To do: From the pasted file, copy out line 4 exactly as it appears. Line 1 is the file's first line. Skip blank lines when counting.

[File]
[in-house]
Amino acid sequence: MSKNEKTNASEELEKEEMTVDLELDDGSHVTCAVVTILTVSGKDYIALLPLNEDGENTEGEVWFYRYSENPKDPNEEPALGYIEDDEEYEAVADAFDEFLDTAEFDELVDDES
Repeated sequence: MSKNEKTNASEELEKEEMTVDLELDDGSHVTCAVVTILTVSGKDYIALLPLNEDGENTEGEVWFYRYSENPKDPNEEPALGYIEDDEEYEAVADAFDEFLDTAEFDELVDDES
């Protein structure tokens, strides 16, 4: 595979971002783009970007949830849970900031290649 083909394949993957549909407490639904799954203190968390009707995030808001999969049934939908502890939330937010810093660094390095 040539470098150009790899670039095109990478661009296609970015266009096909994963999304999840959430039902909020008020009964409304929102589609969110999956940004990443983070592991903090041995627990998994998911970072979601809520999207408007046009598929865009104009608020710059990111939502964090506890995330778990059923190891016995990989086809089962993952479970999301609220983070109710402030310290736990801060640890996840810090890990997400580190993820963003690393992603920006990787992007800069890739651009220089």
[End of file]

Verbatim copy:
């Protein structure tokens, strides 16, 4: 595979971002783009970007949830849970900031290649 083909394949993957549909407490639904799954203190968390009707995030808001999969049934939908502890939330937010810093660094390095 040539470098150009790899670039095109990478661009296609970015266009096909994963999304999840959430039902909020008020009964409304929102589609969110999956940004990443983070592991903090041995627990998994998911970072979601809520999207408007046009598929865009104009608020710059990111939502964090506890995330778990059923190891016995990989086809089962993952479970999301609220983070109710402030310290736990801060640890996840810090890990997400580190993820963003690393992603920006990787992007800069890739651009220089």